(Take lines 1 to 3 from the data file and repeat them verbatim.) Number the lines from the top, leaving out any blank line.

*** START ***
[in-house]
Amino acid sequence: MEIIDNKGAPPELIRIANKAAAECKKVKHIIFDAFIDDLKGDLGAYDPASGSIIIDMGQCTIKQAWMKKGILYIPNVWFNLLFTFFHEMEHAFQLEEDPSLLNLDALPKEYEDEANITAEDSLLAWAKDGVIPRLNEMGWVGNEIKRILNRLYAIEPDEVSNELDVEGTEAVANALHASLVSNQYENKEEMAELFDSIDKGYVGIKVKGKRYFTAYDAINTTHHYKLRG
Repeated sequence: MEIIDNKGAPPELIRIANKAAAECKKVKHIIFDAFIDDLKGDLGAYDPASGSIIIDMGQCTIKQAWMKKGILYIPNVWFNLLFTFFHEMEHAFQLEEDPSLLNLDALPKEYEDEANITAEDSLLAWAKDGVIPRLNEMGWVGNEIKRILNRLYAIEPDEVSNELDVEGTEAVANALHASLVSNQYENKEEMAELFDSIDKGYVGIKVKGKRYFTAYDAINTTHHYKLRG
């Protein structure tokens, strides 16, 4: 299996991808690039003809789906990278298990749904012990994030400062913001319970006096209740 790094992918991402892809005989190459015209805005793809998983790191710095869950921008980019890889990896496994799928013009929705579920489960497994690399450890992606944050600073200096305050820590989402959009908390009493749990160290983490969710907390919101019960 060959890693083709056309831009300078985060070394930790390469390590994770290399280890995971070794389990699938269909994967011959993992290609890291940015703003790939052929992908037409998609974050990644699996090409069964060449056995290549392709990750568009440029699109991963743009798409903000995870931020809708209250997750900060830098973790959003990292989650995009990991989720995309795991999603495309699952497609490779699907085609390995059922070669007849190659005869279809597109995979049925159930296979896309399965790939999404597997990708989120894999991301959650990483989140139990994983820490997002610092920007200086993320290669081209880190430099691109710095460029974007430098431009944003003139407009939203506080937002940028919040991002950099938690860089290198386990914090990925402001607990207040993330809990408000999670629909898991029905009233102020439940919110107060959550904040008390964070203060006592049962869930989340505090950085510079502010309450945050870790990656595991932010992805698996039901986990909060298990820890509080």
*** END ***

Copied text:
[in-house]
Amino acid sequence: MEIIDNKGAPPELIRIANKAAAECKKVKHIIFDAFIDDLKGDLGAYDPASGSIIIDMGQCTIKQAWMKKGILYIPNVWFNLLFTFFHEMEHAFQLEEDPSLLNLDALPKEYEDEANITAEDSLLAWAKDGVIPRLNEMGWVGNEIKRILNRLYAIEPDEVSNELDVEGTEAVANALHASLVSNQYENKEEMAELFDSIDKGYVGIKVKGKRYFTAYDAINTTHHYKLRG
Repeated sequence: MEIIDNKGAPPELIRIANKAAAECKKVKHIIFDAFIDDLKGDLGAYDPASGSIIIDMGQCTIKQAWMKKGILYIPNVWFNLLFTFFHEMEHAFQLEEDPSLLNLDALPKEYEDEANITAEDSLLAWAKDGVIPRLNEMGWVGNEIKRILNRLYAIEPDEVSNELDVEGTEAVANALHASLVSNQYENKEEMAELFDSIDKGYVGIKVKGKRYFTAYDAINTTHHYKLRG